9. Joe had never been to Duluth before and Northland is a private club. Wonder how he got in?

    Comment by Dirleton — December 15, 2011 @ 4:31 pm

  10. it’s a good thing derham married cretin – how’d you like to say you’d graduated from cretin high school.

    No marriage here, son. Cretin was an all boys Catholic high school that merged with Derham, and all girls school. Many generations of young men did graduate from Cretin High School.

    Comment by ML — December 15, 2011 @ 5:06 pm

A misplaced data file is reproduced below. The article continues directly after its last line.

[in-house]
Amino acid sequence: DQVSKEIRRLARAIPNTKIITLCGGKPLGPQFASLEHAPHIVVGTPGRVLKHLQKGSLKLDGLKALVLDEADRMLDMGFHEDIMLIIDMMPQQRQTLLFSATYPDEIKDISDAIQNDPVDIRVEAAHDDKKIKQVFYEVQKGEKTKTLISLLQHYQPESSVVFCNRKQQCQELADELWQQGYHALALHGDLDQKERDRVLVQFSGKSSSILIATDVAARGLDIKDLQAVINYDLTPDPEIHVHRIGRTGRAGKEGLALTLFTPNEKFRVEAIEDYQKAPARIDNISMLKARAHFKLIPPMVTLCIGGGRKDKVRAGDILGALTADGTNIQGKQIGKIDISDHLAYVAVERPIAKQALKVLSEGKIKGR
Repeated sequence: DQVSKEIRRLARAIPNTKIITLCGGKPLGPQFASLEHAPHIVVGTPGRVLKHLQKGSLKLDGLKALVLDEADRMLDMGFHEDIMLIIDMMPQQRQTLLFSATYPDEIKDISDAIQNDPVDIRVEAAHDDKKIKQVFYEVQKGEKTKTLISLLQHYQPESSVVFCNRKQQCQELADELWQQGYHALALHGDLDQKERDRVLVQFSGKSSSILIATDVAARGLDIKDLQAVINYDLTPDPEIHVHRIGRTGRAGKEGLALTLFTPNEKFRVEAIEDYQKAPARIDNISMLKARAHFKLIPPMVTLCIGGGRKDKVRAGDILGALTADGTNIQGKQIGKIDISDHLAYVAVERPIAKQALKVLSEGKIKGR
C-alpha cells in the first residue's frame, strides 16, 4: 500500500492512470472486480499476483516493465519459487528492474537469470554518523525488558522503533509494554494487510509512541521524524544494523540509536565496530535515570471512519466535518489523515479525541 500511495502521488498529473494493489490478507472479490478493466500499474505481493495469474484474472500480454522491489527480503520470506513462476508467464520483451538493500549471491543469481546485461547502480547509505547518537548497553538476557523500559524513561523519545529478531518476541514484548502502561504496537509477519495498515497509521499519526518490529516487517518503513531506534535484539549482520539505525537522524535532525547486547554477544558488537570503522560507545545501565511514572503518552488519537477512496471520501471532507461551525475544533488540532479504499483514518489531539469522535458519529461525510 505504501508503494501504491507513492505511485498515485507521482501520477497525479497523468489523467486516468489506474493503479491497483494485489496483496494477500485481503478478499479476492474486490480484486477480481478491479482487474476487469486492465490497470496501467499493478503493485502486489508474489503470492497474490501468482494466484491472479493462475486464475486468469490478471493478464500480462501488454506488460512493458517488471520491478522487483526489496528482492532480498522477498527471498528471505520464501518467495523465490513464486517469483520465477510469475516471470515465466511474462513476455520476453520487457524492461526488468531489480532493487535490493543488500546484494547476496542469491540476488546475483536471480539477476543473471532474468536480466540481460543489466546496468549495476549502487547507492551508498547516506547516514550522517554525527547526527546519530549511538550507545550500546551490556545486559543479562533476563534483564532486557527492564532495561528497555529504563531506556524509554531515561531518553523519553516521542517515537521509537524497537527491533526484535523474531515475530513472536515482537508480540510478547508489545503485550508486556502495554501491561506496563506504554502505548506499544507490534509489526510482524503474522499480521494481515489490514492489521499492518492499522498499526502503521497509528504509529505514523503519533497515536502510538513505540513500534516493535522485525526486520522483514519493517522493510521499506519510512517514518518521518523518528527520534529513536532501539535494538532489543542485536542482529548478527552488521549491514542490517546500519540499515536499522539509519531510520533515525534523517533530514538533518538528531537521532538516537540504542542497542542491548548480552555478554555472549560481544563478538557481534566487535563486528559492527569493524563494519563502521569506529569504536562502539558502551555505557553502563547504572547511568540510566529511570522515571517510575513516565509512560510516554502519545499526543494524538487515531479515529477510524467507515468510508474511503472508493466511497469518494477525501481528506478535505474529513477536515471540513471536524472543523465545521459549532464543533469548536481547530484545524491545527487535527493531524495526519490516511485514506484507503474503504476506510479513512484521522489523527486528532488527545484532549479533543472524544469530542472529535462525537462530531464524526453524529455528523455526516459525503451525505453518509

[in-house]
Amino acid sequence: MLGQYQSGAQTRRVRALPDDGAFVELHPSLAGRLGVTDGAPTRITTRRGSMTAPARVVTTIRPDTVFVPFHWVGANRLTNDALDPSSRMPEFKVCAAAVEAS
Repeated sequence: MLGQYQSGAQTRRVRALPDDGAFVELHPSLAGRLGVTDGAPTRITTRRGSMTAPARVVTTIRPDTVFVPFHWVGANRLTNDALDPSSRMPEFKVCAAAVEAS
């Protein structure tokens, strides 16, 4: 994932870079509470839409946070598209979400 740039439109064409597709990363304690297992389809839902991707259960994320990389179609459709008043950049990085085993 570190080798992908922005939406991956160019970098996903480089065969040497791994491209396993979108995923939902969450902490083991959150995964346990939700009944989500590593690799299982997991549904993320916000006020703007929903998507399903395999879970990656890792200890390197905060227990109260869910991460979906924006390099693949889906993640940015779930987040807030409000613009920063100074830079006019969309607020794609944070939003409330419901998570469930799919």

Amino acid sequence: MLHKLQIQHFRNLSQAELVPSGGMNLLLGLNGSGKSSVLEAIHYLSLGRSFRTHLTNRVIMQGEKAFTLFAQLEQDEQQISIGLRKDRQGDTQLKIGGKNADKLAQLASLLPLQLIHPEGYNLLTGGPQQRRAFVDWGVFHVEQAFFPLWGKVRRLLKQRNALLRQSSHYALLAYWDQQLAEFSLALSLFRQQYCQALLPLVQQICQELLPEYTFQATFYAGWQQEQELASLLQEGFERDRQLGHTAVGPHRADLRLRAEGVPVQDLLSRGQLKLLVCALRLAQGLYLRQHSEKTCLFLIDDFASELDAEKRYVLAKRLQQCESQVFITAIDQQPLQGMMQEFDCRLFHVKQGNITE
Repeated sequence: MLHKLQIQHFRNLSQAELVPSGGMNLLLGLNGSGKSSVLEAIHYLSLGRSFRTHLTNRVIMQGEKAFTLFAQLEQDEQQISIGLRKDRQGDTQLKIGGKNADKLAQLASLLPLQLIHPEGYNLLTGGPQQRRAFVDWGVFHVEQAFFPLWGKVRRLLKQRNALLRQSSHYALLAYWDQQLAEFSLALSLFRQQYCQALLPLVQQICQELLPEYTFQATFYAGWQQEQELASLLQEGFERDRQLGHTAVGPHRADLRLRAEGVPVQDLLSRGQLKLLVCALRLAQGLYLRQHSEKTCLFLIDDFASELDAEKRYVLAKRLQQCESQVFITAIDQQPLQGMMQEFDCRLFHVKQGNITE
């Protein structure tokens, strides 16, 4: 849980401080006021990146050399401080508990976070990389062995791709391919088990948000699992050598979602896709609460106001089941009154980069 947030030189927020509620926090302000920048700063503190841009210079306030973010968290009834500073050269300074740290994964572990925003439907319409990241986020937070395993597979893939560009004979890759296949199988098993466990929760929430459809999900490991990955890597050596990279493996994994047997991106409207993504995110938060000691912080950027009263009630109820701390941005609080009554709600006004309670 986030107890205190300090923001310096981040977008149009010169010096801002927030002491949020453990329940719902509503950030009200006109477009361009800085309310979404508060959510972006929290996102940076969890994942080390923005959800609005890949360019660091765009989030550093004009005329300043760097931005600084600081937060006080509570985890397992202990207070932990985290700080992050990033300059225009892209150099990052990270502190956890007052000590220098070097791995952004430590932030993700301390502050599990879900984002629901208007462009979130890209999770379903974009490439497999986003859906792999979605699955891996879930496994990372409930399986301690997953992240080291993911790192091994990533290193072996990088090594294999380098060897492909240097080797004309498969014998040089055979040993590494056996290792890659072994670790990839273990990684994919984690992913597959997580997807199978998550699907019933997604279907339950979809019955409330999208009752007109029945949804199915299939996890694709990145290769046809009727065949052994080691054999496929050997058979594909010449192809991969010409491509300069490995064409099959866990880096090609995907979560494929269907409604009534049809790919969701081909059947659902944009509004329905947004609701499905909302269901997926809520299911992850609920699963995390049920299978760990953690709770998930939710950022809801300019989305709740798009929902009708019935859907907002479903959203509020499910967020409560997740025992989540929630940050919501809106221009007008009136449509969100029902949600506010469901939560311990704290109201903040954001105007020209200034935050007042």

11. i keep checking back for that article… know the one about Willingham that was going to be “later today”

    Comment by spoofbonser — December 15, 2011 @ 6:50 pm

  12. My take on Mijares is that it wasn’t just money, it was the idea of giving a raise and a roster spot to someone who doesn’t apear to care much about his performance.

    Came here to say something similar: that there was a growing perception before the Smith firing of a Country Club atmosphere. It goes beyond just Mijares, but Mijares is the one who apparently will be the poster boy to the rest of the players in the organization, that if you slack off, you’re gone.

    In some sense, Mijares is the victim of Mauer more or less admitting that his offseason approach after surgery wasn’t quite the best.

    Comment by John Gregory — December 17, 2011 @ 1:41 pm

Leave a comment